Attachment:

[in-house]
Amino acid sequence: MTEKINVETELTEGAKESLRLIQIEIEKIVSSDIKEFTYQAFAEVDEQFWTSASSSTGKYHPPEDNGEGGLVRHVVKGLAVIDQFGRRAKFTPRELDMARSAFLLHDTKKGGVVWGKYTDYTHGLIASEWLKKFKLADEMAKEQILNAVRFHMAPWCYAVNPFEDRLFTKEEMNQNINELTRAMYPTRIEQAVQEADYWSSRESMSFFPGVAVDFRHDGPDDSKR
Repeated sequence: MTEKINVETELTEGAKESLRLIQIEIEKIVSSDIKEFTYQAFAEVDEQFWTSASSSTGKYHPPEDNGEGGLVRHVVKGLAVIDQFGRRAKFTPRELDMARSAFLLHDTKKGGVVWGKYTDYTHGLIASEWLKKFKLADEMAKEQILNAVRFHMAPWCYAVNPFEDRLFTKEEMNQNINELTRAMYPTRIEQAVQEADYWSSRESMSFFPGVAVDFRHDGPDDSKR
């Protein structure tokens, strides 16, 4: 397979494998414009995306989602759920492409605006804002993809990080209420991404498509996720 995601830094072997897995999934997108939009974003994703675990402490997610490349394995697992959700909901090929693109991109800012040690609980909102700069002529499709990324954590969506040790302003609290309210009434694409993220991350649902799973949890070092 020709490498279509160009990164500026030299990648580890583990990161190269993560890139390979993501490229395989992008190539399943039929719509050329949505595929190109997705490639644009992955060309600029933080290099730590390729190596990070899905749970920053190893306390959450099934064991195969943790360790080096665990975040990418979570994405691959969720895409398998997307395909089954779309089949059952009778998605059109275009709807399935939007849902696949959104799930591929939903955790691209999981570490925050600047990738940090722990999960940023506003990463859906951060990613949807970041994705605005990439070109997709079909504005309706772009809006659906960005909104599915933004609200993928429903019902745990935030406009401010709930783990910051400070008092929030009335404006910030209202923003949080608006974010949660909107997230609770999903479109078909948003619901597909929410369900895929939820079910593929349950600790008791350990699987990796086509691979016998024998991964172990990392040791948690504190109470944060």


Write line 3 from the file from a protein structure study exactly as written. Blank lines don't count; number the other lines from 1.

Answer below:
Repeated sequence: MTEKINVETELTEGAKESLRLIQIEIEKIVSSDIKEFTYQAFAEVDEQFWTSASSSTGKYHPPEDNGEGGLVRHVVKGLAVIDQFGRRAKFTPRELDMARSAFLLHDTKKGGVVWGKYTDYTHGLIASEWLKKFKLADEMAKEQILNAVRFHMAPWCYAVNPFEDRLFTKEEMNQNINELTRAMYPTRIEQAVQEADYWSSRESMSFFPGVAVDFRHDGPDDSKR